New Keyword match types from Google

Match types are an important part of campaign management, choosing which match types and the ratio of Exacts to Broads is an important part of keeping an account manageable and has an impact on the reach of the campaigns and CPC paid.

Google are to introduce two new match types. “Near phrase” and “Near exact”. These will bring the positive match types to a total of 6 (see below). this will not be available to all users straight away, Google will need to whitelist the account.

Broad
Phrase
Exact
Modified broad
Near phrase
Near exact

While we are waiting for Google to officially release the details of how the new match types will work it is clear that they will increase the options for advertisers. Current understanding is that the “Near” phrase/exact will allow plurals and other close matches to the term that may help reduce the number of very close variations of a keyword needed.

This could be a great move, Google have been honing their capability to Group and determine relevance of search terms to keywords. It will also increase revenue for Google by entering advertisers into more auctions. I am always in favour of anything that offers more options to an advertiser.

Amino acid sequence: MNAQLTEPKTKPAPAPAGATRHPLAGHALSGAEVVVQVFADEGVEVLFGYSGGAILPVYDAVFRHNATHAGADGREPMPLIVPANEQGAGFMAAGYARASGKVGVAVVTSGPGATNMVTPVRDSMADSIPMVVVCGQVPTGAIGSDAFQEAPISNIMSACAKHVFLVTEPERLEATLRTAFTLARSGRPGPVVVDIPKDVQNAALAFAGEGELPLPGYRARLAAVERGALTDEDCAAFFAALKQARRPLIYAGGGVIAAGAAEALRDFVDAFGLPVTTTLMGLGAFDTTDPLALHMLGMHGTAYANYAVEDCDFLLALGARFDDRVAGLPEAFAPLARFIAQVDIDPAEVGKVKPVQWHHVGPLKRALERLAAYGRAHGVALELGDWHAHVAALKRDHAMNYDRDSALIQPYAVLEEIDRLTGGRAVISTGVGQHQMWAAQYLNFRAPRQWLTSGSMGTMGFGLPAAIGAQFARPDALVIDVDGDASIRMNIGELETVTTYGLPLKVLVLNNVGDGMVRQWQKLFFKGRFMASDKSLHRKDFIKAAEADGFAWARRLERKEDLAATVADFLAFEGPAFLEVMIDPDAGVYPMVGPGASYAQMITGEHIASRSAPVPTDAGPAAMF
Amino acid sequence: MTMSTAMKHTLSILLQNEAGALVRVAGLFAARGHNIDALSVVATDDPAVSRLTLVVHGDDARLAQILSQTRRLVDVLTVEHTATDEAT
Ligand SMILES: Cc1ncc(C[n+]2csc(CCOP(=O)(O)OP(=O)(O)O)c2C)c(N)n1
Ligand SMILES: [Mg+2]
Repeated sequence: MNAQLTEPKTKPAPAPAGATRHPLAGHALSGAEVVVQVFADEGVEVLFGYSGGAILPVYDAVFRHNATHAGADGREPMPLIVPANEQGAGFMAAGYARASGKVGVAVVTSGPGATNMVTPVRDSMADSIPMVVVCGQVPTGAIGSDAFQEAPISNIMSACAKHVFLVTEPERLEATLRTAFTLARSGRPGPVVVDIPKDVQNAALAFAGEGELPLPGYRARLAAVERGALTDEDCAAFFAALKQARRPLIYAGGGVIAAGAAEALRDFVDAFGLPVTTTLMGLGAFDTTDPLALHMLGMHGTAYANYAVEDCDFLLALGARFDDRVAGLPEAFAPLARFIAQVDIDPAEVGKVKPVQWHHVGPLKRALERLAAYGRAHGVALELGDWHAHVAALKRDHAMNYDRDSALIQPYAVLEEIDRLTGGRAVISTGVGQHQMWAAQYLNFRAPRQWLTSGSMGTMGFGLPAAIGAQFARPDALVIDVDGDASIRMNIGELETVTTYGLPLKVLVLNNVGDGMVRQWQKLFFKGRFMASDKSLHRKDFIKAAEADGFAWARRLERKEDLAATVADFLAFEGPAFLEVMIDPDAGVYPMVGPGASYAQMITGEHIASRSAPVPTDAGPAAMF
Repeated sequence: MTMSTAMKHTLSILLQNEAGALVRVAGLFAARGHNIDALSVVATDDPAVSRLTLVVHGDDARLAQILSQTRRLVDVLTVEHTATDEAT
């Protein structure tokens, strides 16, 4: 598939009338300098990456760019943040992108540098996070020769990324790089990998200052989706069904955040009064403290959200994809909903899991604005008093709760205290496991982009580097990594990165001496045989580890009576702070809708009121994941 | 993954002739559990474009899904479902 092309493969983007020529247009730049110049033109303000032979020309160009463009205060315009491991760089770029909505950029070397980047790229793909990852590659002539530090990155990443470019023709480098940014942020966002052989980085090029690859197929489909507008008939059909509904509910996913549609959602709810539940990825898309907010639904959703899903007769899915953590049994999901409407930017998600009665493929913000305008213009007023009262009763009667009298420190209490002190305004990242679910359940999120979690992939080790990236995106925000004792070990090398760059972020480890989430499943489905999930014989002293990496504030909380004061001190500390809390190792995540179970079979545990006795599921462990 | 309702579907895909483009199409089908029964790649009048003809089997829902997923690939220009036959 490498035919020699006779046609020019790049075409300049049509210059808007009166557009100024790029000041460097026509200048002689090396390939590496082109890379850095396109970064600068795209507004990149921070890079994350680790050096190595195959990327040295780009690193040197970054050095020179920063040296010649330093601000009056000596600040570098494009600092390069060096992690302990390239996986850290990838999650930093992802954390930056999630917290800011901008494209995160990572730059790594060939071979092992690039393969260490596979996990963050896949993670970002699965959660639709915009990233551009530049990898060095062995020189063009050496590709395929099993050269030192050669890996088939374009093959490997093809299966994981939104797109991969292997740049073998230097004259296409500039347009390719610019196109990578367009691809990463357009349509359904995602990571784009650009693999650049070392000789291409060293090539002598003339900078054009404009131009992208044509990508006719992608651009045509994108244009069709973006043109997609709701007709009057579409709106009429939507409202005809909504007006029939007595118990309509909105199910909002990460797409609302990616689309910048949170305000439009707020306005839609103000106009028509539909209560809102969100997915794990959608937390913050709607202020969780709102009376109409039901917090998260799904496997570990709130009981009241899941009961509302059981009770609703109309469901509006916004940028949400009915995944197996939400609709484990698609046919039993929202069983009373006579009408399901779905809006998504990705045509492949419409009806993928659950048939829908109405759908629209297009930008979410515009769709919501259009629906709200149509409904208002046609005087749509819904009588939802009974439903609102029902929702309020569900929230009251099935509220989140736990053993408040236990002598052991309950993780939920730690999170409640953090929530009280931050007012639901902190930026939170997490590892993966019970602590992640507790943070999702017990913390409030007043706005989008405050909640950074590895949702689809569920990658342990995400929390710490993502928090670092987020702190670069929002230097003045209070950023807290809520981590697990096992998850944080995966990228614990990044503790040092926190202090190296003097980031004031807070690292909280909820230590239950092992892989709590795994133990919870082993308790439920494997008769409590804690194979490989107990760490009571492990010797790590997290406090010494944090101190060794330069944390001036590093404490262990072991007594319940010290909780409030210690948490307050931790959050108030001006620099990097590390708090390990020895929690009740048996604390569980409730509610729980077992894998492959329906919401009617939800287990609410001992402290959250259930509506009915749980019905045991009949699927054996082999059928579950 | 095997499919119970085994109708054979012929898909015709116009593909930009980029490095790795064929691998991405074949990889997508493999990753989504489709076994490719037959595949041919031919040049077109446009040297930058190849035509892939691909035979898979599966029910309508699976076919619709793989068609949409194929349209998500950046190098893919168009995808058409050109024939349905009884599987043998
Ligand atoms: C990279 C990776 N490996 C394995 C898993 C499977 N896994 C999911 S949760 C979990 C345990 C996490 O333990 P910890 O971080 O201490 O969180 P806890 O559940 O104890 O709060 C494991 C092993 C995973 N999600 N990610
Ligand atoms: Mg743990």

We have had a few accounts white listed, and we have had a chance to see this match typing in action. Currently the way it works is that Exact terms, all become near exacts and phrase terms all become near phrase.  Search query reports show the matching to be “broad” which makes it hard to analyse the performance unless you ensure there are no broads in the ad group or campaign you are analysing.  So far the first apparent benefit is the matching to close misspellings, which is very helpful.

We will be trialling this for the clients that have been whitelisted and update this blog with some comments later in the year.

Below is graphical representation of the current match types (not including near phrase and near exact)

Graphic for PPC Match Types

Graphic for PPC Match Types before near phrase and near exact - updated from Google Help Centre